Curiosity Matters

An Exploration of Branding, Design and Cultural Trends

All Art Is Advertising?

As someone who's slightly obsessed with Italian art history, I found these two videos via Agency Spy extremely informative and entertaining. The case studies, presented by a team of students at VCU Brand Center, explore how famous Italian artists were commissioned to create art in response to various problems the country was facing - like declining birth rates due to obesity and lack of popularity of the Vatican. I'm really curious to know where they got their facts. I can understand how they compiled an increase in birth rates but number of people praying in the Vatican? Wow! This really makes me think about the similarities between commissioned art and advertising. Is there really a difference? Were commissioned artists really the first art directors? When you look back in history, commissioned European art contained symbolism. It was a vehicle for the wealthy to advertise their position in life through their clothing, background, and even the paints that the artist painted with. Italian art is saturated with images that teach people how to behave. The interior of the Florentine Duomo, partially painted by artist and first art historian Giorgio Vasari, depicted graphically violent and sexual images of hell, warning Florentines what would happen if they misbehaved. But the images are so graphic that you wonder whether sexually charged or violent movies and shows like Skins, True Blood, etc. are really a deviation from the type of content humans have always been exposed to.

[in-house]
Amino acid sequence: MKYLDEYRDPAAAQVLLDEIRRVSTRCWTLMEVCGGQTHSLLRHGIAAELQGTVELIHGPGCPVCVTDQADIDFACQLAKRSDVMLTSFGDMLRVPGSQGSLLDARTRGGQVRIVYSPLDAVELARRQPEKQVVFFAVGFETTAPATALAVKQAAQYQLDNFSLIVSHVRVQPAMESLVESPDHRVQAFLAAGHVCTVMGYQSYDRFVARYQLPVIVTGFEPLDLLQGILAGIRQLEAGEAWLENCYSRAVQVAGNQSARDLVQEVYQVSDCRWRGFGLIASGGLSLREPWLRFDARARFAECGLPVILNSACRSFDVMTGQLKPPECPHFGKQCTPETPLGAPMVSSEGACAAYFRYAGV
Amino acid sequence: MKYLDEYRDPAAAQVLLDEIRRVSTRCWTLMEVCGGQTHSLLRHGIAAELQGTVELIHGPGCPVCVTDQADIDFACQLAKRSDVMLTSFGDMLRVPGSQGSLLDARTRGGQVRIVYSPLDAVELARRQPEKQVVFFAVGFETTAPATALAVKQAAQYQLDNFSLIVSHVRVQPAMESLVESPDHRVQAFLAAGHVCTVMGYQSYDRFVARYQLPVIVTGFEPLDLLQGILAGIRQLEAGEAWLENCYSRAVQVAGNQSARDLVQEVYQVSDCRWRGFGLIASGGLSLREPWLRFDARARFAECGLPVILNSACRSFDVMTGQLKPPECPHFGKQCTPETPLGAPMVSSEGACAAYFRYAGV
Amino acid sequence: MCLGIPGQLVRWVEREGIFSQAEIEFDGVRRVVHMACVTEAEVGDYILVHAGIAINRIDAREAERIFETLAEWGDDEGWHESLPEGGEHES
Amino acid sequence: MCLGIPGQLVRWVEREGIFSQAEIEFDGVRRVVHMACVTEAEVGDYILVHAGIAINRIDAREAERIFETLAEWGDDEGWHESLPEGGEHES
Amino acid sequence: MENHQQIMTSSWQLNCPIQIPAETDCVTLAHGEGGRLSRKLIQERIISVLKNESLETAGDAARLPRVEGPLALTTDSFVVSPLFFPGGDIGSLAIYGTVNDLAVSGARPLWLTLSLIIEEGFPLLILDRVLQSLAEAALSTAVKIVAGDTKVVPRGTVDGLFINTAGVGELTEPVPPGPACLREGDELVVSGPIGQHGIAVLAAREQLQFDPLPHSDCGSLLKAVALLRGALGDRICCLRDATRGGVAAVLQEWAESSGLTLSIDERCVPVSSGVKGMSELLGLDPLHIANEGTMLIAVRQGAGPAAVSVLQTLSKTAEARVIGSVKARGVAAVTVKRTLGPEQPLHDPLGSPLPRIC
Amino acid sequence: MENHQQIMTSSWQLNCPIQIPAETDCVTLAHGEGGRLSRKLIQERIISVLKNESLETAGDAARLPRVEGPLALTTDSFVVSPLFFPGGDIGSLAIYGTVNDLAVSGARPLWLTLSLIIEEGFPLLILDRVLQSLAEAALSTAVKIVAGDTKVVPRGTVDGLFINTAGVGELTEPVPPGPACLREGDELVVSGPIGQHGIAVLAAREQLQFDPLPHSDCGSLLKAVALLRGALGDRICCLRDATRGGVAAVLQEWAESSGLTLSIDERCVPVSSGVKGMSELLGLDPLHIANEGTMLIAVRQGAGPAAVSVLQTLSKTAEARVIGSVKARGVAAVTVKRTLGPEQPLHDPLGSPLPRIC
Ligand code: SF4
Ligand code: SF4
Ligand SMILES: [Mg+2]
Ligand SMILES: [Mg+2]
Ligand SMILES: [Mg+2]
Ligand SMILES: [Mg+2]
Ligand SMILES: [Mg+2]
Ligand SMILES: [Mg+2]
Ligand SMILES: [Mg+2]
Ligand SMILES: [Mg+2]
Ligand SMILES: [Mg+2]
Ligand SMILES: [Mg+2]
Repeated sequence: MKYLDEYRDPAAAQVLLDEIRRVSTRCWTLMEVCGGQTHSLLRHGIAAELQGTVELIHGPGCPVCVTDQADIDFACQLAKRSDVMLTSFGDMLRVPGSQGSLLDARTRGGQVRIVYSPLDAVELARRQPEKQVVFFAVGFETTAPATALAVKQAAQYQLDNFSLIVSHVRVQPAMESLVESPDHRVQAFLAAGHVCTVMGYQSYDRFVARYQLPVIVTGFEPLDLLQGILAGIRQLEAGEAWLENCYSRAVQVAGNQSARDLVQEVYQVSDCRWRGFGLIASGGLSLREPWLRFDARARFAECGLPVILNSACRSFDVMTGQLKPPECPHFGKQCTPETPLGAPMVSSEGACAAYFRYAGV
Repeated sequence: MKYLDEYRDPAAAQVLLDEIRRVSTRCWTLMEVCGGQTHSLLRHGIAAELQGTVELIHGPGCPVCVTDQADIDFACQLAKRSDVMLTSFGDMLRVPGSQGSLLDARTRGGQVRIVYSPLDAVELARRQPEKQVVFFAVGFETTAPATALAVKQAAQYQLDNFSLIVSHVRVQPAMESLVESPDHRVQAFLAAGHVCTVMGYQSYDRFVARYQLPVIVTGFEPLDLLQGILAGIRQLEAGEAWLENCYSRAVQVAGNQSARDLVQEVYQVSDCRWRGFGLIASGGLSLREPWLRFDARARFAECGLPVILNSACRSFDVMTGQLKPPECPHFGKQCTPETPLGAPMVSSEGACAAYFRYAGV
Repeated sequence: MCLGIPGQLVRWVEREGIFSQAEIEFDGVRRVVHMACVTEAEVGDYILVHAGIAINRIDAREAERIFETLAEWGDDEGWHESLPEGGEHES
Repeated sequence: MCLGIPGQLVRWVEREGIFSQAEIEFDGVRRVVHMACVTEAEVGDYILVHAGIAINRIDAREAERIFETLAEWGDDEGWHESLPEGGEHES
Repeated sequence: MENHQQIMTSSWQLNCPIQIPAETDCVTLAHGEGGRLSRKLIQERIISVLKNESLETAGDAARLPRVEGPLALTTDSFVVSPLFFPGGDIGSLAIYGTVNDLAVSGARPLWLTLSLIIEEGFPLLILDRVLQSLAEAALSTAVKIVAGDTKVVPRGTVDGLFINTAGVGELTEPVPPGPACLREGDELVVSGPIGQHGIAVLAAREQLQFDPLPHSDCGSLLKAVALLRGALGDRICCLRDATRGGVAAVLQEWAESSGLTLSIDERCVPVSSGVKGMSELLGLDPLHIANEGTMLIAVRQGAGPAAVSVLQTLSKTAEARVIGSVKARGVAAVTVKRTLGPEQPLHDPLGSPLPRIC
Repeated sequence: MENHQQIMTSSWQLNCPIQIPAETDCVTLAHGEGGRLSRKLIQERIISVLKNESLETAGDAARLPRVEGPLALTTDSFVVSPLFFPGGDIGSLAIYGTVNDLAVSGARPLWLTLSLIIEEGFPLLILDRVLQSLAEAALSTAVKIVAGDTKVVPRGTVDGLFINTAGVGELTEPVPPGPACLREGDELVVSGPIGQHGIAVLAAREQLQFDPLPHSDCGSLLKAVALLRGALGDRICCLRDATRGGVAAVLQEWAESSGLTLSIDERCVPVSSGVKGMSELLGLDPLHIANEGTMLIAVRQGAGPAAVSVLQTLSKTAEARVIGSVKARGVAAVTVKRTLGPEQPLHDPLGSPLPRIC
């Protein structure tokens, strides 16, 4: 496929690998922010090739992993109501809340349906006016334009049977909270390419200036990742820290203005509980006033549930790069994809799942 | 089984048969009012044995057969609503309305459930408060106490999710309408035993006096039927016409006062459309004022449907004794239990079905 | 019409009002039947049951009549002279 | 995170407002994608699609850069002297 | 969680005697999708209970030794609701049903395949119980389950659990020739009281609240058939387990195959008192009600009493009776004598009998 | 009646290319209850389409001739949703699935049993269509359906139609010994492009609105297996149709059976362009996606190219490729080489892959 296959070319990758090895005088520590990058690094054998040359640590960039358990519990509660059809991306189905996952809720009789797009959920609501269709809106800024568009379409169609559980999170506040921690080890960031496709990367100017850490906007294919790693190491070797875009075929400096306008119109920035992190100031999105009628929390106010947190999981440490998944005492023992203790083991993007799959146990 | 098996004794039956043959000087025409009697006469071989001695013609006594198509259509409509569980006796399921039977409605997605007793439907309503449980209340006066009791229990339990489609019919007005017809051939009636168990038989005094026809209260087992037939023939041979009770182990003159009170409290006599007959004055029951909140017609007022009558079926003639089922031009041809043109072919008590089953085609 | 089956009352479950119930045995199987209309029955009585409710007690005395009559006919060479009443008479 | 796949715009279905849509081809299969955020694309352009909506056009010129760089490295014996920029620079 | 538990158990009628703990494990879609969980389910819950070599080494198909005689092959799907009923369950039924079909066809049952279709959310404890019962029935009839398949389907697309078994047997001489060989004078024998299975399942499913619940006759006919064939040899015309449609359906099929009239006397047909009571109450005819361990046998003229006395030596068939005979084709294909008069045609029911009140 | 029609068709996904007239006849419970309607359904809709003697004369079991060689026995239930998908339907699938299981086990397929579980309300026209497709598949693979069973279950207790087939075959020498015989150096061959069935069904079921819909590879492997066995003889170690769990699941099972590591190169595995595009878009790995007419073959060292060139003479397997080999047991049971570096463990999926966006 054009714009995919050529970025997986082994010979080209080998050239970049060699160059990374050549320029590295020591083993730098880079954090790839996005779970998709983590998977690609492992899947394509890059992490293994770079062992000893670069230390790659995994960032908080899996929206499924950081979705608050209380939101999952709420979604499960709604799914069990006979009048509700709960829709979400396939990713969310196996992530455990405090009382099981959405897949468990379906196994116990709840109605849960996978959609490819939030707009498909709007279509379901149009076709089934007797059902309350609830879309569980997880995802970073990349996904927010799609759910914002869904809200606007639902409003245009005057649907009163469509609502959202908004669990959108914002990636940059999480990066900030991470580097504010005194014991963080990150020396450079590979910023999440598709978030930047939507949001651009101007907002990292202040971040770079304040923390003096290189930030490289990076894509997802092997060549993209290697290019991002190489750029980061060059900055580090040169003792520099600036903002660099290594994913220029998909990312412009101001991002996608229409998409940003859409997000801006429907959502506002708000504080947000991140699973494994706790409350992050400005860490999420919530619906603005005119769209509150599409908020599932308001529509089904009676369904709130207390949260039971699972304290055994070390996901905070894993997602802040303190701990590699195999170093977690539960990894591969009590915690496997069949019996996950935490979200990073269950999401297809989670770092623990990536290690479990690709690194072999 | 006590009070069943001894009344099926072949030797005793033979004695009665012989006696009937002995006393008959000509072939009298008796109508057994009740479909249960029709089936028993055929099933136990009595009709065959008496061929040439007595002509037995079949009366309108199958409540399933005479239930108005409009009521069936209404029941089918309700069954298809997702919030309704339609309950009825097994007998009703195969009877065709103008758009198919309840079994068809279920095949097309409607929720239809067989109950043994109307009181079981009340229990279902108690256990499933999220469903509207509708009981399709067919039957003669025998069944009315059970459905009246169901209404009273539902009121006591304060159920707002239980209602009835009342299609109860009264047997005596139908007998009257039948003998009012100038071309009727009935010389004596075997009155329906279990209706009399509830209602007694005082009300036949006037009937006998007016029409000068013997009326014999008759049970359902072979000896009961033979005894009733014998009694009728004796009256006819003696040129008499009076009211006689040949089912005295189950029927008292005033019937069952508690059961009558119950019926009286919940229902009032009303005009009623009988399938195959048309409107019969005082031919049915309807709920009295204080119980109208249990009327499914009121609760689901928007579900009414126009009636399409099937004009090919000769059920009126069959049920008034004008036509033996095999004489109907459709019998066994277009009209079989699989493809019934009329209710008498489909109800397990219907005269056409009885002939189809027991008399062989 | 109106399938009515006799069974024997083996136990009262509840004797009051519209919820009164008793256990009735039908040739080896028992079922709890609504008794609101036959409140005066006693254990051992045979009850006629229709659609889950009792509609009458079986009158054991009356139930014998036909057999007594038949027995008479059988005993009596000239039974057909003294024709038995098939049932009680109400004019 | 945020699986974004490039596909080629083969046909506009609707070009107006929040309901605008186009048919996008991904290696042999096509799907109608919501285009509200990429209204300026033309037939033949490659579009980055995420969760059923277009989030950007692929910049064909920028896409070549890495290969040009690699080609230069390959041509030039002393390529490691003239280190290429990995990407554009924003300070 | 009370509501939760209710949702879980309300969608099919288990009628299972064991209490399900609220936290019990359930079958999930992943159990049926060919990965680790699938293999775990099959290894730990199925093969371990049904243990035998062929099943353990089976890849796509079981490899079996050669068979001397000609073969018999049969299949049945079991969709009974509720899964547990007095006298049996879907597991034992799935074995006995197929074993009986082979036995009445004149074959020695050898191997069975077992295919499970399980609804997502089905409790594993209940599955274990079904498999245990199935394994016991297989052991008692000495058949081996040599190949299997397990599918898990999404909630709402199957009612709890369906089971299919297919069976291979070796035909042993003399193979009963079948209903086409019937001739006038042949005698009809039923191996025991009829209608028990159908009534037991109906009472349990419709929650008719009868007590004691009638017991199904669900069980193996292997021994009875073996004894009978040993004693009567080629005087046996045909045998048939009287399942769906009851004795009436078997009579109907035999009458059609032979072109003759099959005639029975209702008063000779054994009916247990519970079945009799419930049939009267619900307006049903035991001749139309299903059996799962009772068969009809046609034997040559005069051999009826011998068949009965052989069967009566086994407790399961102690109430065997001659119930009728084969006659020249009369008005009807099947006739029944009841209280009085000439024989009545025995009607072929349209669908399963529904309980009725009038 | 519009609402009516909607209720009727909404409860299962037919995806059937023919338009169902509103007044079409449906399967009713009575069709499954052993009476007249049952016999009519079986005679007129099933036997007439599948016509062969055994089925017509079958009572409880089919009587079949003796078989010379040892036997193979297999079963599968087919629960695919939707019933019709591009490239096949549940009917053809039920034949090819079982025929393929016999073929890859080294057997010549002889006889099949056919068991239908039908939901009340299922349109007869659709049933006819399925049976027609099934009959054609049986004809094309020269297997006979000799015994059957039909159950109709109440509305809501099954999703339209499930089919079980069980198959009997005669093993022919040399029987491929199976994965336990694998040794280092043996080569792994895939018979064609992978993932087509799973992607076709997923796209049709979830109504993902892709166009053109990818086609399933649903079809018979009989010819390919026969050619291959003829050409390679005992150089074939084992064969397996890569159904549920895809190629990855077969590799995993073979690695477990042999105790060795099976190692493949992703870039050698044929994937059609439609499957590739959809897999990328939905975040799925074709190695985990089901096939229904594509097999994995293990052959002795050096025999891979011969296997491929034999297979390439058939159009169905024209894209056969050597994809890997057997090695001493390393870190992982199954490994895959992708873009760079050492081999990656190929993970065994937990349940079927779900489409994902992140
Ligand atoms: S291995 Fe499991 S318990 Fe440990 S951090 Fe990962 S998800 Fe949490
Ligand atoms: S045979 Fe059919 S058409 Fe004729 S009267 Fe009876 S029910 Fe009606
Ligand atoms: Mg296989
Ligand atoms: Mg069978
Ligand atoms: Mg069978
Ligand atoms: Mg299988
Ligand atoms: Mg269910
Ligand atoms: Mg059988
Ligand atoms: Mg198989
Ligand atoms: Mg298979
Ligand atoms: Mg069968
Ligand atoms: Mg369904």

Speaking of the past influencing the future; architects originally had trouble figuring out how to create the dome and held a contest, open to architects to solve the problem. Were the commissioners of the duomo, the Arte Della Lana, the first to crowd source for a creative solution?

And finally, going back to Leonardo Da Vinci's Vitruvian Man - it's interesting to see how despite being surrounded by images of beautiful, thin people in the media, Americans are fatter than they ever were and despite knowing that obesity effects fertility, productivity, and our general well being, no amount of perfectly toned, beautiful people in advertising seems to have any effect on our national obesity epidemic. Maybe instead of just writing about the obesity epidemic, we need more advertising to convince people how to eat and exercise, a la the anti-smoking campaigns of the past.

I leave you with the two videos below. Enjoy!